Perhaps heroin addiction’s greatest horror is its contribution to the A.I.D.S. epidemic. Sharing dirty needles is a leading cause of H.I.V. transmission. More than 36% of new A.I.D.S. cases are attributed to intravenous drug abuse. Methadone significantly reduces injecting use and the sharing of needles. As a result, new H.I.V. infections decline with treatment. Studies show that more than 1/3 of intravenous heroin addicts share needles. Even though methadone does not stop some addicts from continuing IV drug abuse, it reduces that needle share rate to 1/5. In addition to reducing H.I.V. infections, methadone reduces prostitution by addicts, another major cause of new infections.
When measuring whether a treatment is effective or not, the primary concern is whether addicts stop or use fewer drugs than before they started treatment. Methadone succeeds in this regard. Drug use declines dramatically in those who undergo treatment, and it continues to decline as addicts spend more time in treatment. Relatively new research shows that addicts who receive higher doses (measured as 80-100 milligrams) use even fewer opiates than the traditional treatment population, who are usually maintained on a sub-optimal dose. There are many reasons for this, but it makes sense intuitively. When an addict takes more methadone, their need for heroin lessens dramatically.
All studies show that the more time a patient spends in treatment, the fewer negative drug-related behaviors they engage in. However, there is a push within society and the clinics in particular to end methadone maintenance treatment as soon as possible. Society’s view – and this is echoed by many within the treatment community – is that patients should discontinue methadone as soon as they are stabilized. Unfortunately, this is just when the benefits really start to accrue. Studies show that the first 12 months of methadone treatment are critical to success. However, the majority of patients drop out within a year.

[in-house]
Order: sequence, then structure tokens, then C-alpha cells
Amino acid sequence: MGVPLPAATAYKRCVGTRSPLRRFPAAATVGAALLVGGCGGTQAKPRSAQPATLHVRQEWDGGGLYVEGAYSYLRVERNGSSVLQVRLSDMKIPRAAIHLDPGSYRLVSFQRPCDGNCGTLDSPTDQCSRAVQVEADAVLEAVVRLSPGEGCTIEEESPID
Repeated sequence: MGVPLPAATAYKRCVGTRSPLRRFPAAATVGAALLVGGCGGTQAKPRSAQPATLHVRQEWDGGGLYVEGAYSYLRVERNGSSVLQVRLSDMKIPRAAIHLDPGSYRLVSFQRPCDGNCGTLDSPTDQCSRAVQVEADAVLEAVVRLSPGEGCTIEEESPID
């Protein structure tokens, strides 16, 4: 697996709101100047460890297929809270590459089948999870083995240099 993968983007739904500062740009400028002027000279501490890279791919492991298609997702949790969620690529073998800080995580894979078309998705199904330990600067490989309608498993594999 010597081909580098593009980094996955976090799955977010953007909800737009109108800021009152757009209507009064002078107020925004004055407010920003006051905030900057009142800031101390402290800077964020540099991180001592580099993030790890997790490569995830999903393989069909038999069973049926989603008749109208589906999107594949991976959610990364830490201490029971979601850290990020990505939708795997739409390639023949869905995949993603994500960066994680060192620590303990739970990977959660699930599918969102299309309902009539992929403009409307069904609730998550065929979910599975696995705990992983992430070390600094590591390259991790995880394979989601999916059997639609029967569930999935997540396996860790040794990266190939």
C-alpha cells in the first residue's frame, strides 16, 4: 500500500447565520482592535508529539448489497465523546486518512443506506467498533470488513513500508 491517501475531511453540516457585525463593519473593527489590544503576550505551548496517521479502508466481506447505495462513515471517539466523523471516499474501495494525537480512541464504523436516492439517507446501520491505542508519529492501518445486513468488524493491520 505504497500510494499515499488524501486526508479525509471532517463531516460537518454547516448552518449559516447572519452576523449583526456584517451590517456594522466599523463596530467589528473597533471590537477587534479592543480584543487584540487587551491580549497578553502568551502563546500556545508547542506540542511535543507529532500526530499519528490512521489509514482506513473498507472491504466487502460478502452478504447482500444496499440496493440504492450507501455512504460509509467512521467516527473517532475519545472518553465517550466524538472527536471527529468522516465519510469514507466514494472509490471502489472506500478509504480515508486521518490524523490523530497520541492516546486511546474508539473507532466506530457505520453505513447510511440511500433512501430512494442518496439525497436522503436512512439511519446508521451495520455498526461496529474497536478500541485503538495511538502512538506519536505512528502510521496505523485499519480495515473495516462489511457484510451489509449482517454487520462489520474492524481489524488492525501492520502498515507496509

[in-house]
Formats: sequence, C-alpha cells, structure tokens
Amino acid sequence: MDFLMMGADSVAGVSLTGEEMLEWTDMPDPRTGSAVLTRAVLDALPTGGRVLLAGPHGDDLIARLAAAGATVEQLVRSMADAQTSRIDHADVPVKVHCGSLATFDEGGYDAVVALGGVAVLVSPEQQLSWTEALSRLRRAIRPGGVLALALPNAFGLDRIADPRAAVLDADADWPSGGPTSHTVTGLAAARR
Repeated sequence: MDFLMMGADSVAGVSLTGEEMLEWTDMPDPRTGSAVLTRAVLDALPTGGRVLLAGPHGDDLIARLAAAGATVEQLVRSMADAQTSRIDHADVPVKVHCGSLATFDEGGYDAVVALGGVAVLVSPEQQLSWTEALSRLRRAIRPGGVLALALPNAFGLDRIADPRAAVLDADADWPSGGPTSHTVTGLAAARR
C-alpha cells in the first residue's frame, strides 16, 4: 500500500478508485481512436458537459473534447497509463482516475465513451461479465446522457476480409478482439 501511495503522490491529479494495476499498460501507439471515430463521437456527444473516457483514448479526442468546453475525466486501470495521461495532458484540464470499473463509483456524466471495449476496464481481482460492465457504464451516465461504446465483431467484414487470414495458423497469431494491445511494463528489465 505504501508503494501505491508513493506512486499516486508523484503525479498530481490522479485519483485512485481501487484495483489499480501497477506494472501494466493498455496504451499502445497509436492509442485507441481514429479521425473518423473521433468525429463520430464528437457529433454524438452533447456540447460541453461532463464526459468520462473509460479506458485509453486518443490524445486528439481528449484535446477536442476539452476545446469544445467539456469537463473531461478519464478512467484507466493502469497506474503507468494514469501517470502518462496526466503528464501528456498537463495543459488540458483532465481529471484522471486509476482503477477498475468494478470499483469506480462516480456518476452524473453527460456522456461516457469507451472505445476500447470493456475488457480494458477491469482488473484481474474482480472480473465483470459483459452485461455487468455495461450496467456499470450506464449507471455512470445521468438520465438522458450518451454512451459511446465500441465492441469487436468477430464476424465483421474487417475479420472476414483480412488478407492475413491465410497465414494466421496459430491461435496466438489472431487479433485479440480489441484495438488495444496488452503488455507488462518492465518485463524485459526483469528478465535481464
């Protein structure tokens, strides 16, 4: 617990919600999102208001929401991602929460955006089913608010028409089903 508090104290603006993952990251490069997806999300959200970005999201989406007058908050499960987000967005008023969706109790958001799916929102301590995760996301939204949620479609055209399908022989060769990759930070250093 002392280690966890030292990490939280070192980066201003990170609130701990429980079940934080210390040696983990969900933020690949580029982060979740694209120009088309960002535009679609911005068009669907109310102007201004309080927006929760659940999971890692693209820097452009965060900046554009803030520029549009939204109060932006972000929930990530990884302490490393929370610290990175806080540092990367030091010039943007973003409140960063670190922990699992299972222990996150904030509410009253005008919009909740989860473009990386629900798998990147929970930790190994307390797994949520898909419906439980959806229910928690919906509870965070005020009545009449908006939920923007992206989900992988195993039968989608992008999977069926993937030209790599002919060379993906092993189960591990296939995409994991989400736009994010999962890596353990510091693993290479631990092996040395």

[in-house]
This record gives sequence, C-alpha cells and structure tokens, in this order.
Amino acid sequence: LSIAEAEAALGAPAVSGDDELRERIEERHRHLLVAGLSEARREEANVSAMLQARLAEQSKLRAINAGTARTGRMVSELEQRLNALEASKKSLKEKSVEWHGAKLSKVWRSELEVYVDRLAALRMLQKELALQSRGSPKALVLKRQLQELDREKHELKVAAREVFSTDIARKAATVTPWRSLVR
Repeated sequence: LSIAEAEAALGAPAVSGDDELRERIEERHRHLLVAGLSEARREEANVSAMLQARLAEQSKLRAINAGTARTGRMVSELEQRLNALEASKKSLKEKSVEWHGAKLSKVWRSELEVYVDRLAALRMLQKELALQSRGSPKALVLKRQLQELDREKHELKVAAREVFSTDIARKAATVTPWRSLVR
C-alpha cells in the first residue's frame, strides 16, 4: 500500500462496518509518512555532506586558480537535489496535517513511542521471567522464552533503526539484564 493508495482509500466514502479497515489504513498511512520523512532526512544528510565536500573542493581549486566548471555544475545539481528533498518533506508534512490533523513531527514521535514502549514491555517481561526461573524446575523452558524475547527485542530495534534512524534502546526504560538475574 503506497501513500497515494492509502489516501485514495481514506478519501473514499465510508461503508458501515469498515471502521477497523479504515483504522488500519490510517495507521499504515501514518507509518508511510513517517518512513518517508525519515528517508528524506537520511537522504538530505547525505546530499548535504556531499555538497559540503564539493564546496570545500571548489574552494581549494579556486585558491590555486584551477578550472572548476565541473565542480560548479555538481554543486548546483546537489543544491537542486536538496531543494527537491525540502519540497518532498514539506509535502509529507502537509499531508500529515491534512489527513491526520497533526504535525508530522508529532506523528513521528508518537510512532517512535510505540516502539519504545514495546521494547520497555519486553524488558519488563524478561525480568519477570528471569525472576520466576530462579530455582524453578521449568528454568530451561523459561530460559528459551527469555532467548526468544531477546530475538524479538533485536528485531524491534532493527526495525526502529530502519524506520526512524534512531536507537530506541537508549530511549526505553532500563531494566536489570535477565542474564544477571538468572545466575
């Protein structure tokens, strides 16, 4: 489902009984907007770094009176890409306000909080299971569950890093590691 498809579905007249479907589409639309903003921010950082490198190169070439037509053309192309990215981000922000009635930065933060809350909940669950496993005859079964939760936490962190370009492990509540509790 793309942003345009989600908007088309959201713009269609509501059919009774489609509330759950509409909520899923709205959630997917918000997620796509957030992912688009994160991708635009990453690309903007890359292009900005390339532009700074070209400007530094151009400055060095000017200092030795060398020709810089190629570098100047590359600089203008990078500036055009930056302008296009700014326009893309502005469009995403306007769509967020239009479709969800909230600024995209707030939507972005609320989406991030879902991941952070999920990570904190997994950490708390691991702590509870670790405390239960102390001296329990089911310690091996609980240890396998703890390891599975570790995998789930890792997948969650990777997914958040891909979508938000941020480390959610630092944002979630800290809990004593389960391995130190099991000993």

Nearly 40 percent of patients drop out of methadone programs during their first year of treatment due to incarceration. They are sent to jails or prisons where they don’t receive methadone maintenance. This tends to undo the benefits they’ve achieved while working a methadone maintenance program. Another large segment of patients are dismissed from their programs for not paying the program fees. Medicaid covers a significant number of methadone patients, but for those patients whose states don’t cover methadone, or for those who earn too much for Medicaid, paying the $12-$14 a day for treatment can prove to be financially impossible.
Methadone treatment, as all studies show, reduces drug use, crime and disease among opiate addicts. Unfortunately, patients typically don’t stay in treatment as long as they need, for a variety of reasons.
Easing societal pressure on methadone patients and increasing funding for more treatment would go a long way in alleviating this problem. However, current policy is going in the other direction. Even in the face of such problems, methadone remains the best choice for treating opiate addiction, and those lucky enough to have access to it see vast improvements in their lives. Despite the evidence showing significant benefits to methadone use, politicians have been working to limit treatment. The final piece in this series explores these tactics and their long-term consequences.